What to Look for in a VPN
Lots of global servers – The VPN I chose has 3,000+ servers in 160 VPN server locations in 94 countries.
Best encryption – Look for AES-256 encryption
Usable on all your devices – If you’re like me, you have multiple devices and a variety of platforms. I have Windows computer, iOS mobile devices and a smart TV. ExpressVPN has super easy-to-use apps for Windows, Mac, Android, and iOS, as well as platforms that other VPN companies don’t support, like Linux, Android TV, Amazon Fire TV, and routers.
24/7 customer support – Look for live chat with a real person.
Ease of use – You should be able to fire up the app and connect with just one click. And it should be super easy to change servers.
Trusted as Secure – Look for high start ratings from a large number of users. It should also be highly-ranked by trusted tech review sites.
Affordable – It’s normally $12.95 a month, but I’ve arranged with ExpressVPN to get my viewers and listeners 3 extra free months with the 12 month plan. Comes out to just over $8.00 a month plus the first 3 months free.
Money-back guarantee – ExpressVPN offers a 30-day money-back guarantee so there was no risk in trying it.
The VPN I Chose
There are tons of VPNs out there but it’s important to know they don’t all offer the same features, especially the free ones. (My theory is that nothings ever really free particularly when it comes to security.) After doing my homework I decided to use ExpressVPN. It’s top-rated and has all the features I was looking for. I’ve been using it for a while now and I’m really happy with it. It’s super easy to use. So I reached out to ExpressVPN and they’ve agreed to extend a special offer to us. This is an affiliate link so I’ll receive compensation when you use my link. That helps make this free show possible, so thank you! Plus you’re going to save money.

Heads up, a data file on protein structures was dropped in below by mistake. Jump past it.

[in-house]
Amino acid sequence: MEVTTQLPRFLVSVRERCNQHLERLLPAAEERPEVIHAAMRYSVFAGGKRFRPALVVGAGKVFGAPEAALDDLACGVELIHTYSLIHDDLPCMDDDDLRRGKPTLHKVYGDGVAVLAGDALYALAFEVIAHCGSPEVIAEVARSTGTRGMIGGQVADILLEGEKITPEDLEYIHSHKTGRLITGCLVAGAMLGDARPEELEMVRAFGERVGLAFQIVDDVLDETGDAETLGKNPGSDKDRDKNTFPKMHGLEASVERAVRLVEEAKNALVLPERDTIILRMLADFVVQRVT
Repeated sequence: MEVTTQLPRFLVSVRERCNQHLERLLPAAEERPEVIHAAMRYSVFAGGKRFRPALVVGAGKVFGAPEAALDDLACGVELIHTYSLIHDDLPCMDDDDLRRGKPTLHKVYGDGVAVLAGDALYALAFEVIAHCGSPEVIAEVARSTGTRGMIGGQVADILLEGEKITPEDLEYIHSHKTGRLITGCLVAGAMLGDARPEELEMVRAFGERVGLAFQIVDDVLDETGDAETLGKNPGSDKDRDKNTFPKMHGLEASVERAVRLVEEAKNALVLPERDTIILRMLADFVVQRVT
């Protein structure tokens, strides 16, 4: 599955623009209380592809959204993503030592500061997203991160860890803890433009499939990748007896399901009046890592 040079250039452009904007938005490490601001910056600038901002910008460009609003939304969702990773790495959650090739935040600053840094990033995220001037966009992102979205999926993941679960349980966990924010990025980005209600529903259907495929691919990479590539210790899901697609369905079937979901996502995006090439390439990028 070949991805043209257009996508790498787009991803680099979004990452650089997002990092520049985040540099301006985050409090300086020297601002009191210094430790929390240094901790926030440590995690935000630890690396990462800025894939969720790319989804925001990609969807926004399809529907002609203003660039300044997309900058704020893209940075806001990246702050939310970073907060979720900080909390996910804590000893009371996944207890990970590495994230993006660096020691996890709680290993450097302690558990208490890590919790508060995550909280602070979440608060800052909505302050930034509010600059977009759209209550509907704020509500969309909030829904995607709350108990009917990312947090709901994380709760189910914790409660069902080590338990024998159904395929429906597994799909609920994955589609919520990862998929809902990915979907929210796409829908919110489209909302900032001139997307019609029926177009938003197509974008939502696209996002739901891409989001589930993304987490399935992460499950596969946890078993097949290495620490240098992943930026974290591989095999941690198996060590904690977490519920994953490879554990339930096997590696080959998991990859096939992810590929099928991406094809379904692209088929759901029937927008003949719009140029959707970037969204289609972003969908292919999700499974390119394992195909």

Special Deal for Genealogy Gems Viewers: Get 3 extra free months with the discounted 12-month plan.
Comes out to just over $8.00 a month (+ 3 months free) Gosh, I feel like I would have spent more than that just to gain access to the additional shows it gives me access to with ExpressVPN. Keep reading below to learn more about that. ExpressVPN offers a 30-day money back guarantee so there’s no risk to try it.
Rated #1 by CNET, The Verge, Wired, TechRadar, & many more! Learn more about their approach to security at the ExpressVPN Trust Center. (Includes Network Lock which protects you if there’s an interruption in your internet connection.)
BONUS Reason #4: Access to regionally specific online content.
And speaking of being able to access the internet through any global server, this allows you to access regionally specific content. Did you know that many websites or apps are blocked or restricted depending on where you are located?
I discovered this while on the road for some genealogy speaking engagements. I was keynoting in London several years ago, and at the end of the day in my hotel room I sat down to watch my favorite show on Netflix. But when I logged in it said that I was not allowed to watch the show in England. My iPad was telling the internet provider that I was in London, and the ISP told Netflix. Had I had a VPN at that time, I could have rerouted my server connection through England and binged watched as many episodes as I pleased.
So is this helpful even if you aren’t traveling right now? You bet it is!
Remember when the UK version of Who Do You Think You Are? came out. We were going crazy over here in the U.S. because we would go to the website to watch it only to get an access denied message. It said you had to be in the UK to use the BBC iPlayer. A VPN allows you to switch locations and enjoy the show.
This is true of subscriptions like Disney+, Hulu, HBO Max, ITV, Sky Go, and more.
You’ll also find that various subscription services offer different content based on your ISP location. By switching locations you can get access to shows not available in your home country with the same subscription.
My experience specifically with Amazon:
It may tell you to turn off your VPN. Try a different server. Thanks to the ExpressVPN live chat I found a server that allowed me to stream on Amazon.
Amazon restricts your access by your billing address.
Servers that let me access Amazon videos were San Francisco, Jersey 1, and Jersey 2.